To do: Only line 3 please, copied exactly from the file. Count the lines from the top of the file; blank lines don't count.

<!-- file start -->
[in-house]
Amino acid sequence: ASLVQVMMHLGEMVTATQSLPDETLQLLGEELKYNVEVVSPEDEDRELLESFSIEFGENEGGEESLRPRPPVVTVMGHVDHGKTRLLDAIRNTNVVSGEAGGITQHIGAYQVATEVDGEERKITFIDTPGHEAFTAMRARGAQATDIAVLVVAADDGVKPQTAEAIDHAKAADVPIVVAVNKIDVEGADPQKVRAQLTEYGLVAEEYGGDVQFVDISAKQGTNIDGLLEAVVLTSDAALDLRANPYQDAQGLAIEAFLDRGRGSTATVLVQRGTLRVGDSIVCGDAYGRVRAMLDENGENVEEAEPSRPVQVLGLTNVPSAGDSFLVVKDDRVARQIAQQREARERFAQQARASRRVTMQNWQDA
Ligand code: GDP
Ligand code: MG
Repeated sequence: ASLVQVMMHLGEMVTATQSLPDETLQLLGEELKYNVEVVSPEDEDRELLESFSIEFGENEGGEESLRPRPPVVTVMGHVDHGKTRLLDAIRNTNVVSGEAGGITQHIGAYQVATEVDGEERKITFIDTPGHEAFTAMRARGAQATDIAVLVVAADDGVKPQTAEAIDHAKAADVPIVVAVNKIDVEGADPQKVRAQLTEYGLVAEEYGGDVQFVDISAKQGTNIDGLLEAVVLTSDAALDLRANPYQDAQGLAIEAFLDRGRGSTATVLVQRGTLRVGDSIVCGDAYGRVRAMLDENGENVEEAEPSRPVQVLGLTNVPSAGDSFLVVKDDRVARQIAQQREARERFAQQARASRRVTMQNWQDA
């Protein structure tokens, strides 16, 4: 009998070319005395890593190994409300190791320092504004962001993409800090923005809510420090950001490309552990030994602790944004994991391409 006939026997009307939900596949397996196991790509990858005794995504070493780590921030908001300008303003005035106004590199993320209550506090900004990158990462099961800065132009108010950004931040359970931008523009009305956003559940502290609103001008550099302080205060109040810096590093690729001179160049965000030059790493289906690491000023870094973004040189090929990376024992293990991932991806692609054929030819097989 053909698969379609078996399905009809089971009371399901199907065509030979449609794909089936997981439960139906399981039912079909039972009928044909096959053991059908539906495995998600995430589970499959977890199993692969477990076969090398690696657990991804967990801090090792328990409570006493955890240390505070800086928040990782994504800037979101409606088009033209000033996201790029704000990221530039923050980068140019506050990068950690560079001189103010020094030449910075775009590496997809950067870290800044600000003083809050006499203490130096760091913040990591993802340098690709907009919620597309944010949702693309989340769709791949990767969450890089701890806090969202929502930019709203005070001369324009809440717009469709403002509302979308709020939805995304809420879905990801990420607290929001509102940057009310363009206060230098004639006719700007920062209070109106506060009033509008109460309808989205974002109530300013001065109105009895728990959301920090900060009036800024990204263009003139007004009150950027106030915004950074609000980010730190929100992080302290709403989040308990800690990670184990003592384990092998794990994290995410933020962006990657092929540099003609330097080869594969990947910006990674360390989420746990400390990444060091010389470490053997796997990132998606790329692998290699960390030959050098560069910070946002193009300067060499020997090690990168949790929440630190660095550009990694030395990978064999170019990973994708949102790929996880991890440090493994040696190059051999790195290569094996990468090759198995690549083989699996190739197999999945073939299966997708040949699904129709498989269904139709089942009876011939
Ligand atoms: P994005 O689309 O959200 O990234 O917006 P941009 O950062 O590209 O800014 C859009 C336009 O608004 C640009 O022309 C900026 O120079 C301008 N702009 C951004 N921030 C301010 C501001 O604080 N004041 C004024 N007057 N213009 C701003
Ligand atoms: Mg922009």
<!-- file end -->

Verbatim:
Ligand code: GDP